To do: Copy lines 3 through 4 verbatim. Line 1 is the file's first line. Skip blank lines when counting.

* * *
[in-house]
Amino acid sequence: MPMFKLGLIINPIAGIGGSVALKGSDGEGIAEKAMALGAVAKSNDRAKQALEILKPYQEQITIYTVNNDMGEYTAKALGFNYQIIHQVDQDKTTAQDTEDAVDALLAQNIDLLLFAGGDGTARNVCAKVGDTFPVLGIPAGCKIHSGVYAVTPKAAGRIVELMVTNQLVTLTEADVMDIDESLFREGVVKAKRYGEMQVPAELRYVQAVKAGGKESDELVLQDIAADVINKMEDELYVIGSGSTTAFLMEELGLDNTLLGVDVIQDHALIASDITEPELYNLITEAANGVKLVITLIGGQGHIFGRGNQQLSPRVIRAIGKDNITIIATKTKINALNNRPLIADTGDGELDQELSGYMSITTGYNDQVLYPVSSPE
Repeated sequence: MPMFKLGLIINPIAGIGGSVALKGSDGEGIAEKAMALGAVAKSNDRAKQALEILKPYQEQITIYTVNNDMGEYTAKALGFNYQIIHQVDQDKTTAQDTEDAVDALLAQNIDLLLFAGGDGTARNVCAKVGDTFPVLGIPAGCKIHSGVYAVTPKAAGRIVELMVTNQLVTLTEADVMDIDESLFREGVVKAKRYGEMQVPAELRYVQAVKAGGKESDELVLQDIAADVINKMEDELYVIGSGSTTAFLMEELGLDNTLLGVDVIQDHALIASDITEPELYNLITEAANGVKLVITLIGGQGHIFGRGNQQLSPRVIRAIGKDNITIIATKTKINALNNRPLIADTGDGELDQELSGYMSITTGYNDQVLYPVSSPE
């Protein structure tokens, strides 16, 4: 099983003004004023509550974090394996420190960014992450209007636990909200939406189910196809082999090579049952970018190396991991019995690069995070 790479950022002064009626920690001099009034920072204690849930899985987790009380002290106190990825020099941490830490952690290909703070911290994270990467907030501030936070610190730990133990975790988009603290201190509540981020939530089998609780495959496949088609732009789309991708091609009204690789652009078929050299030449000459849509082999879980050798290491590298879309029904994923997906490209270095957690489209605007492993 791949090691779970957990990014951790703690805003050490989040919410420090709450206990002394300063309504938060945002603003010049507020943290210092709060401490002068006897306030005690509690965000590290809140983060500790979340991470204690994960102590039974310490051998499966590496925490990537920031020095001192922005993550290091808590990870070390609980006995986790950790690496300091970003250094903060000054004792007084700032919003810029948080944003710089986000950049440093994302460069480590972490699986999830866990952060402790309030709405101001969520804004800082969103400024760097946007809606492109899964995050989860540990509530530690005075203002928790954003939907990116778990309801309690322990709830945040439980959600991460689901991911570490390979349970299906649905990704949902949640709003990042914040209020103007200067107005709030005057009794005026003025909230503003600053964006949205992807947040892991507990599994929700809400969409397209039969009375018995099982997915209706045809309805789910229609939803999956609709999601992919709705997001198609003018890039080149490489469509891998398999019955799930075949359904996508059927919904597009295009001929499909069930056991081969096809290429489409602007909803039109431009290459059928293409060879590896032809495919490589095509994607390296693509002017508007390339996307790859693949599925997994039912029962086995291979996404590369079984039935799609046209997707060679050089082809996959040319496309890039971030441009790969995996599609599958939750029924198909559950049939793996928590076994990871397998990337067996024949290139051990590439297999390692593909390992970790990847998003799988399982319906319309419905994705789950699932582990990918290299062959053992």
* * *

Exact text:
Repeated sequence: MPMFKLGLIINPIAGIGGSVALKGSDGEGIAEKAMALGAVAKSNDRAKQALEILKPYQEQITIYTVNNDMGEYTAKALGFNYQIIHQVDQDKTTAQDTEDAVDALLAQNIDLLLFAGGDGTARNVCAKVGDTFPVLGIPAGCKIHSGVYAVTPKAAGRIVELMVTNQLVTLTEADVMDIDESLFREGVVKAKRYGEMQVPAELRYVQAVKAGGKESDELVLQDIAADVINKMEDELYVIGSGSTTAFLMEELGLDNTLLGVDVIQDHALIASDITEPELYNLITEAANGVKLVITLIGGQGHIFGRGNQQLSPRVIRAIGKDNITIIATKTKINALNNRPLIADTGDGELDQELSGYMSITTGYNDQVLYPVSSPE
């Protein structure tokens, strides 16, 4: 099983003004004023509550974090394996420190960014992450209007636990909200939406189910196809082999090579049952970018190396991991019995690069995070 790479950022002064009626920690001099009034920072204690849930899985987790009380002290106190990825020099941490830490952690290909703070911290994270990467907030501030936070610190730990133990975790988009603290201190509540981020939530089998609780495959496949088609732009789309991708091609009204690789652009078929050299030449000459849509082999879980050798290491590298879309029904994923997906490209270095957690489209605007492993 791949090691779970957990990014951790703690805003050490989040919410420090709450206990002394300063309504938060945002603003010049507020943290210092709060401490002068006897306030005690509690965000590290809140983060500790979340991470204690994960102590039974310490051998499966590496925490990537920031020095001192922005993550290091808590990870070390609980006995986790950790690496300091970003250094903060000054004792007084700032919003810029948080944003710089986000950049440093994302460069480590972490699986999830866990952060402790309030709405101001969520804004800082969103400024760097946007809606492109899964995050989860540990509530530690005075203002928790954003939907990116778990309801309690322990709830945040439980959600991460689901991911570490390979349970299906649905990704949902949640709003990042914040209020103007200067107005709030005057009794005026003025909230503003600053964006949205992807947040892991507990599994929700809400969409397209039969009375018995099982997915209706045809309805789910229609939803999956609709999601992919709705997001198609003018890039080149490489469509891998398999019955799930075949359904996508059927919904597009295009001929499909069930056991081969096809290429489409602007909803039109431009290459059928293409060879590896032809495919490589095509994607390296693509002017508007390339996307790859693949599925997994039912029962086995291979996404590369079984039935799609046209997707060679050089082809996959040319496309890039971030441009790969995996599609599958939750029924198909559950049939793996928590076994990871397998990337067996024949290139051990590439297999390692593909390992970790990847998003799988399982319906319309419905994705789950699932582990990918290299062959053992």